Even though Republicans overwhelming supported the Pain-Capable Unborn Child Protection Act, they are hypocrites when it comes to abortion, and for two reasons: Planned Parenthood and war.

Planned Parenthood has 56 independent local affiliates that operate more than 600 centers across the country. The organization provides sexual and reproductive health care, education, and information to millions of Americans. But it is also the nation’s largest abortion provider, performing more than 320,000 abortions a year — more than 30 percent of the nation’s annual total. According to Planned Parenthood’s 2015-2016 annual report, 41 percent ($555 million) of the organization’s revenue comes from government reimbursements and grants.

Planned Parenthood has received federal funding since 1970 through Medicare and the Title X Family Planning Program administered within the Office of Population Affairs (OPA) by the Office of Family Planning (OFP) — all part of the Department of Health and Human Services.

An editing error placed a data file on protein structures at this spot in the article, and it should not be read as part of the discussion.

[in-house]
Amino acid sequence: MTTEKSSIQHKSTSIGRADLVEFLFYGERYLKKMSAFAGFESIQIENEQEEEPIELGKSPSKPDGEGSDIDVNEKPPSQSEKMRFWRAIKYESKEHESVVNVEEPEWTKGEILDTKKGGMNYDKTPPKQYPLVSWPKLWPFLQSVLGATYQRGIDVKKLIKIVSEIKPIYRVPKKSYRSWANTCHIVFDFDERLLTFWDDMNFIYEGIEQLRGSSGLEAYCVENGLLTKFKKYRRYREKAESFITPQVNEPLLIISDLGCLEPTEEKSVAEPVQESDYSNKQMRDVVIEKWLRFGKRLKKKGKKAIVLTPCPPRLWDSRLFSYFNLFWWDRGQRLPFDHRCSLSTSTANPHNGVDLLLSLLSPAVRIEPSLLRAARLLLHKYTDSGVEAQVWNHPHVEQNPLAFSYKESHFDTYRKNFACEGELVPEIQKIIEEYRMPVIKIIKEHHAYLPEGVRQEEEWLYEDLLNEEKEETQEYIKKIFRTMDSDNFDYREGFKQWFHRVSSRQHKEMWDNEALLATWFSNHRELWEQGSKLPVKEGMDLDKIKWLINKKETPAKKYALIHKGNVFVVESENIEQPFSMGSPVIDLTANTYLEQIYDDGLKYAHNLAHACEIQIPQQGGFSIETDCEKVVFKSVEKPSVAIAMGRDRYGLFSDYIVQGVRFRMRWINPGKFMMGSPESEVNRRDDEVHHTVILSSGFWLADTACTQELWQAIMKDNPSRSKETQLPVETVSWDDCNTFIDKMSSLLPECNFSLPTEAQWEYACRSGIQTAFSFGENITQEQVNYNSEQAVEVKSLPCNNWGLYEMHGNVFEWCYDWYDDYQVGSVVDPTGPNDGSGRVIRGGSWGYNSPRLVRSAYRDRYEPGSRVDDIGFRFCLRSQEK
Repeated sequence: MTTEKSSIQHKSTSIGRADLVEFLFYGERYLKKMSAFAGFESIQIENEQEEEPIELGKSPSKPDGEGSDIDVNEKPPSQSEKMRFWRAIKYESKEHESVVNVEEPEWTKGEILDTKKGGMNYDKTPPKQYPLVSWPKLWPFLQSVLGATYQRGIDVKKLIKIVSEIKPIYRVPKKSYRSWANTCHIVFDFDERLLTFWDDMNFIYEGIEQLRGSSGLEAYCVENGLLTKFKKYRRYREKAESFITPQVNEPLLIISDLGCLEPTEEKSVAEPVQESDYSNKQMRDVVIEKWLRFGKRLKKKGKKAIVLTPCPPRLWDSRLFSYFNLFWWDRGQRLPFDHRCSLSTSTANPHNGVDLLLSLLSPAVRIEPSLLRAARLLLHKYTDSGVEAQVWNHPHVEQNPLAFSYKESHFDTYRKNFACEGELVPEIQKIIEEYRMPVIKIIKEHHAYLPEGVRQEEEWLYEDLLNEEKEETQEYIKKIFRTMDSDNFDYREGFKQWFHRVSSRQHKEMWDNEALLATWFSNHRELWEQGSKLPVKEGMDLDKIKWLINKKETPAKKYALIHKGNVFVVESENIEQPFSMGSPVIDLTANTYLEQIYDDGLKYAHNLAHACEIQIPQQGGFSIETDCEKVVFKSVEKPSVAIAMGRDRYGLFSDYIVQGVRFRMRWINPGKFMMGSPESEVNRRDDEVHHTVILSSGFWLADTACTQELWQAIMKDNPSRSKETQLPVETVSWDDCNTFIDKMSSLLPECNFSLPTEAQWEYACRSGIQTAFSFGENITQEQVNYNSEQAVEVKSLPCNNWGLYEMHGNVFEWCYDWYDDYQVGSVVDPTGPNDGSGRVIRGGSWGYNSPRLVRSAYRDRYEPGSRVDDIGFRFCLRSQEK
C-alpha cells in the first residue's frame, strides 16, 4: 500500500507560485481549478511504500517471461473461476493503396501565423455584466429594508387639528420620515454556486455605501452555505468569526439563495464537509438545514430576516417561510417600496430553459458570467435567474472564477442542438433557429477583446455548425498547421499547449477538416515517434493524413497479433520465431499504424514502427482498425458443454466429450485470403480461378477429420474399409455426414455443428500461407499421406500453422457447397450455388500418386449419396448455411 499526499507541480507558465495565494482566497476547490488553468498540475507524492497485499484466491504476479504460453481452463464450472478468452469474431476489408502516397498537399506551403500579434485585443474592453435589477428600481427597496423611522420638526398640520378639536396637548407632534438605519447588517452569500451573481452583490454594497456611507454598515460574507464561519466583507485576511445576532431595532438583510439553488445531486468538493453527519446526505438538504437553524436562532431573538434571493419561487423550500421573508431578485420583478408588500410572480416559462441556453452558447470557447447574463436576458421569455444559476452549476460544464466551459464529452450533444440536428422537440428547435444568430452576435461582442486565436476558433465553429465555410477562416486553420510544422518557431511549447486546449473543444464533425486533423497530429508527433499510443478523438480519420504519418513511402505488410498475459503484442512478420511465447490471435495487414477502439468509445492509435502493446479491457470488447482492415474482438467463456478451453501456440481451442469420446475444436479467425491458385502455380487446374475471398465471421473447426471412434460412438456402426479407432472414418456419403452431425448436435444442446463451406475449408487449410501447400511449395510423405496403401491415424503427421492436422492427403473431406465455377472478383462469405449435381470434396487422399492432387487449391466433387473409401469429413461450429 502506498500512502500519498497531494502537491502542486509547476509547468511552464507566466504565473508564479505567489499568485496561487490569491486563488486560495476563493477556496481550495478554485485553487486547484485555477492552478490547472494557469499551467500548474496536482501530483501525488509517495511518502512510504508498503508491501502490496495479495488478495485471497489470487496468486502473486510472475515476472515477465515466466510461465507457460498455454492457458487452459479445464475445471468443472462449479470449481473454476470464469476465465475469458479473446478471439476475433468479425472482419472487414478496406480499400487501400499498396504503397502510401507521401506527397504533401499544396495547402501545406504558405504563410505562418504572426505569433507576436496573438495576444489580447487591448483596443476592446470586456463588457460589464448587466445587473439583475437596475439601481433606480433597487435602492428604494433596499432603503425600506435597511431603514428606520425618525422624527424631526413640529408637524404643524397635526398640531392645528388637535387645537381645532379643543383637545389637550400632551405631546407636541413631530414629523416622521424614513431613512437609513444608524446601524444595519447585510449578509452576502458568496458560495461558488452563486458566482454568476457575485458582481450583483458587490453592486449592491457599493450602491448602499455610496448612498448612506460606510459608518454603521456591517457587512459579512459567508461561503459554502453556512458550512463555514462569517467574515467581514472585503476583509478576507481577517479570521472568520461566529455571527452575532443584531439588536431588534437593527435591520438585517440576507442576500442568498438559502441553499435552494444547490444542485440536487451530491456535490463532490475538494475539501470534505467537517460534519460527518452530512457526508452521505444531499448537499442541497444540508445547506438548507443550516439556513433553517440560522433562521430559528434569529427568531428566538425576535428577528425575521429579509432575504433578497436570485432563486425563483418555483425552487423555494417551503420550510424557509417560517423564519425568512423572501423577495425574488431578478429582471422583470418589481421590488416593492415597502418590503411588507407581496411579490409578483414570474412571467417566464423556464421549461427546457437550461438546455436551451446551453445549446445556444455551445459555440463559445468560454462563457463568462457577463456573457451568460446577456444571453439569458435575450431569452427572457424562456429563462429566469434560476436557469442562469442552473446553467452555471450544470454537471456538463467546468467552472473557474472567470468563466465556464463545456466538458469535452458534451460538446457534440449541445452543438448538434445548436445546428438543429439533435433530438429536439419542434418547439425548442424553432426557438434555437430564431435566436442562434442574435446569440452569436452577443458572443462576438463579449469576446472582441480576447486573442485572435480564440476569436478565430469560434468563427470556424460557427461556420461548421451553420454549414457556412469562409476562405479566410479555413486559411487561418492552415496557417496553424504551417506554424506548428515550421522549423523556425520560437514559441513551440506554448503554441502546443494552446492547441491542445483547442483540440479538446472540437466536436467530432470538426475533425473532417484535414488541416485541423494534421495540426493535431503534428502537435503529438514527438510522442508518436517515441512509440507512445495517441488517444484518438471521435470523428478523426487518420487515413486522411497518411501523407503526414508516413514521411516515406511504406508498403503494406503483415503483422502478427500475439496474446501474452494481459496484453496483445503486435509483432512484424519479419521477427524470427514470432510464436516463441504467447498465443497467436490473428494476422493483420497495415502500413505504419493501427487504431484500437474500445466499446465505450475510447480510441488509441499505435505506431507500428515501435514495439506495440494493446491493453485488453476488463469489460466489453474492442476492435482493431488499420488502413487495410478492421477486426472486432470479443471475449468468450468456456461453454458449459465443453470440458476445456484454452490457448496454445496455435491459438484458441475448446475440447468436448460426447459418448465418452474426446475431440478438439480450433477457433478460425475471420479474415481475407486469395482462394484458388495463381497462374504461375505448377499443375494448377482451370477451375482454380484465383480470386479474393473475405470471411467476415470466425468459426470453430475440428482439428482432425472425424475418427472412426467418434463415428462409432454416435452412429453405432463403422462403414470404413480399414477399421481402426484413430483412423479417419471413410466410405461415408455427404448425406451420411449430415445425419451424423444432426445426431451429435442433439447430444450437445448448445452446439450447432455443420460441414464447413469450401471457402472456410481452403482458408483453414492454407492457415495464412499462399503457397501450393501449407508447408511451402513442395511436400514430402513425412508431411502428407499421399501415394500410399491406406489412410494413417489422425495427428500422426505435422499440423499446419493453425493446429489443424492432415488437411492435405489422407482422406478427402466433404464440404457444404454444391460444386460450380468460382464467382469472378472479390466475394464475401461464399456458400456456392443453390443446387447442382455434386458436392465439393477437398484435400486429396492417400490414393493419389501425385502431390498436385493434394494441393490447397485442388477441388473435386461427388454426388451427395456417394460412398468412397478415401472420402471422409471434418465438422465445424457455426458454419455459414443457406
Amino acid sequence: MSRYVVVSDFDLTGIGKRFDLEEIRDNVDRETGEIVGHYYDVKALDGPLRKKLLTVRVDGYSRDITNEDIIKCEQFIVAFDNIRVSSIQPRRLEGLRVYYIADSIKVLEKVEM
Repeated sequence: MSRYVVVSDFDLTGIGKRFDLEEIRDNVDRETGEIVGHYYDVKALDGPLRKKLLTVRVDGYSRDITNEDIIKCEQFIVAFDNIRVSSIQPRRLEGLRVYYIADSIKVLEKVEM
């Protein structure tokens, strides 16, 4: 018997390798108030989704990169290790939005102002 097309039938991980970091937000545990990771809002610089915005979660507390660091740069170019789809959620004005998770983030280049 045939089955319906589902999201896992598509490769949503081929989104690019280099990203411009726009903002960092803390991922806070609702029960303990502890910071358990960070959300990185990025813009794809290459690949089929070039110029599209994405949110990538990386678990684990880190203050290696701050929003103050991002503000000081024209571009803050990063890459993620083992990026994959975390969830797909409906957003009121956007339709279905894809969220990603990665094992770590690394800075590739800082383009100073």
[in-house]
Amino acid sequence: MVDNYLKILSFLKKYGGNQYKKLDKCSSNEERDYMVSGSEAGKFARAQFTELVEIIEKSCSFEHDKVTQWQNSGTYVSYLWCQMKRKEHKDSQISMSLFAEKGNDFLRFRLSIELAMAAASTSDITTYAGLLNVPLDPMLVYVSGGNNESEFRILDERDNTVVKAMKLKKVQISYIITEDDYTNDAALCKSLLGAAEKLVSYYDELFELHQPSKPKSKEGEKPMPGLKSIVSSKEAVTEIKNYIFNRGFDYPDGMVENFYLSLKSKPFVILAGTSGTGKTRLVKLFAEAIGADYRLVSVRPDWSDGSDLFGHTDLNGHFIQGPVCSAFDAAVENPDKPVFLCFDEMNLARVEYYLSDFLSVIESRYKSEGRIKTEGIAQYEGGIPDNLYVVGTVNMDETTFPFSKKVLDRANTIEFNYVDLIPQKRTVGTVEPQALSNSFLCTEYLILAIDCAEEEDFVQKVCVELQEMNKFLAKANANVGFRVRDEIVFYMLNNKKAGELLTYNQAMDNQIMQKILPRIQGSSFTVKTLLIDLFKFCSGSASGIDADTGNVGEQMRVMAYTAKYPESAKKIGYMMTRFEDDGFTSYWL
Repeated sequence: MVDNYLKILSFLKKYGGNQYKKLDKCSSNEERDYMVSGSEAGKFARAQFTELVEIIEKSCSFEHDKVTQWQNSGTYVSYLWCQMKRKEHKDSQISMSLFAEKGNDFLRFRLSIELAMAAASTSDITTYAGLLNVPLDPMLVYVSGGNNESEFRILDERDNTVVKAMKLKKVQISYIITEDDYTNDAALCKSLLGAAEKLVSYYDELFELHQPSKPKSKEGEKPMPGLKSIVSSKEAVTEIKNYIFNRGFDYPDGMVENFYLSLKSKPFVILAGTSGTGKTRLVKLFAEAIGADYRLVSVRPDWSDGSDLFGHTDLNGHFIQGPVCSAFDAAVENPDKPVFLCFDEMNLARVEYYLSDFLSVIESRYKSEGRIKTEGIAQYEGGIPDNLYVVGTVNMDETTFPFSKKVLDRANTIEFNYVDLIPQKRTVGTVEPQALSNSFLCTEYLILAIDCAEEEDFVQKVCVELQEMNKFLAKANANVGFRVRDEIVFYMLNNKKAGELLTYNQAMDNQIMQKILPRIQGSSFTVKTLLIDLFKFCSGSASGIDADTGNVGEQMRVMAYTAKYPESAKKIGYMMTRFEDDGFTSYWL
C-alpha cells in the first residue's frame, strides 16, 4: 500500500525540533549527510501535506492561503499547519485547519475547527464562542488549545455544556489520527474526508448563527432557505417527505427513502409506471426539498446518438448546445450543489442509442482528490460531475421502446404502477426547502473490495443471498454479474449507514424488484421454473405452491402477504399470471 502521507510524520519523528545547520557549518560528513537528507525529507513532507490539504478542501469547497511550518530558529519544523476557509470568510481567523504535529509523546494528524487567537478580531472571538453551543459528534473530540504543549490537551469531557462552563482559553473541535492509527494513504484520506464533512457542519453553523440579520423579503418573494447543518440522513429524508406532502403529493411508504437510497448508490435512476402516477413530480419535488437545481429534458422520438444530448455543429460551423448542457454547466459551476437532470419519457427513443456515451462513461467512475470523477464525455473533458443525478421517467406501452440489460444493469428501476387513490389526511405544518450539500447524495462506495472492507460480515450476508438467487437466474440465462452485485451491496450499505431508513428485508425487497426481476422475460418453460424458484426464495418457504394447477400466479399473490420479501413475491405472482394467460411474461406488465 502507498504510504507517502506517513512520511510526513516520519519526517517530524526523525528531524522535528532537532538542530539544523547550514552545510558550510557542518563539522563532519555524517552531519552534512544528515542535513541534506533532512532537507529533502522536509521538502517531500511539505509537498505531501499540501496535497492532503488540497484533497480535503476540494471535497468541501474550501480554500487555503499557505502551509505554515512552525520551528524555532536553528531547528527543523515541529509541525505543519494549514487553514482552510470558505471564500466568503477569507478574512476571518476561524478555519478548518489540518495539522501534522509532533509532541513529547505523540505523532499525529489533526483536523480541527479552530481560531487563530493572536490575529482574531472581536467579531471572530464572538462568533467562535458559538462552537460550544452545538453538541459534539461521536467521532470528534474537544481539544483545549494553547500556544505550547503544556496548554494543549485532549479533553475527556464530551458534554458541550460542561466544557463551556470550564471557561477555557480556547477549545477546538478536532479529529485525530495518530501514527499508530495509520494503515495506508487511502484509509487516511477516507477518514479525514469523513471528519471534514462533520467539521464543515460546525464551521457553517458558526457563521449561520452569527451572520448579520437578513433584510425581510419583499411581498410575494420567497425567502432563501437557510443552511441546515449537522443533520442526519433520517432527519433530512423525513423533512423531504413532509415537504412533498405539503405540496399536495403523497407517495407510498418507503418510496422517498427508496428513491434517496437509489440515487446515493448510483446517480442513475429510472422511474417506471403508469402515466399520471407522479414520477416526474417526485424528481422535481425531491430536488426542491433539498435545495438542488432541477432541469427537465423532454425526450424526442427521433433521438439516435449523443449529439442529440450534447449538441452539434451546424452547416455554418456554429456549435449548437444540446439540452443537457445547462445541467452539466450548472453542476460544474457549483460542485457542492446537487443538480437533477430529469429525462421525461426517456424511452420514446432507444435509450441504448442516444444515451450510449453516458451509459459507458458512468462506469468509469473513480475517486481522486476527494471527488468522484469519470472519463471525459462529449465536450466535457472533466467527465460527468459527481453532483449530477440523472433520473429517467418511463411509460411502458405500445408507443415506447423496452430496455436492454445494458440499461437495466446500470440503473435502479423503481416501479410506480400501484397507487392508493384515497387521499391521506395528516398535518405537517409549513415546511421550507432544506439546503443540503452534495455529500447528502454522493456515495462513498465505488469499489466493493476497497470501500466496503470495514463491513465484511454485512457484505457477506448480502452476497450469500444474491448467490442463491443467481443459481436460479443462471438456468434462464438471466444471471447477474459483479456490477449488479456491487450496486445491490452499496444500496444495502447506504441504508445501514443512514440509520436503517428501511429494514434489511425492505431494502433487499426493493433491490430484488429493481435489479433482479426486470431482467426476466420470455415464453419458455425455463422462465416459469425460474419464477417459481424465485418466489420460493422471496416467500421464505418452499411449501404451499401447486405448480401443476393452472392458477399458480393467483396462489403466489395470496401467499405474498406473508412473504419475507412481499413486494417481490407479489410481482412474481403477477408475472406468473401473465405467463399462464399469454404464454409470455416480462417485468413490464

Republicans controlled the Senate for six years under President Ronald Reagan. Why was Planned Parenthood funded?

Republicans controlled both Houses of Congress for six years under President Bill Clinton. Why was Planned Parenthood funded?

Republicans controlled both Houses of Congress for over four years under President Bush. Why was Planned Parenthood funded?

Republicans controlled Republicans controlled both Houses of Congress for two years under President Barack Obama. Why was Planned Parenthood funded?

Republicans have controlled both Houses of Congress for over a year under President Trump. Why is Planned Parenthood still being funded?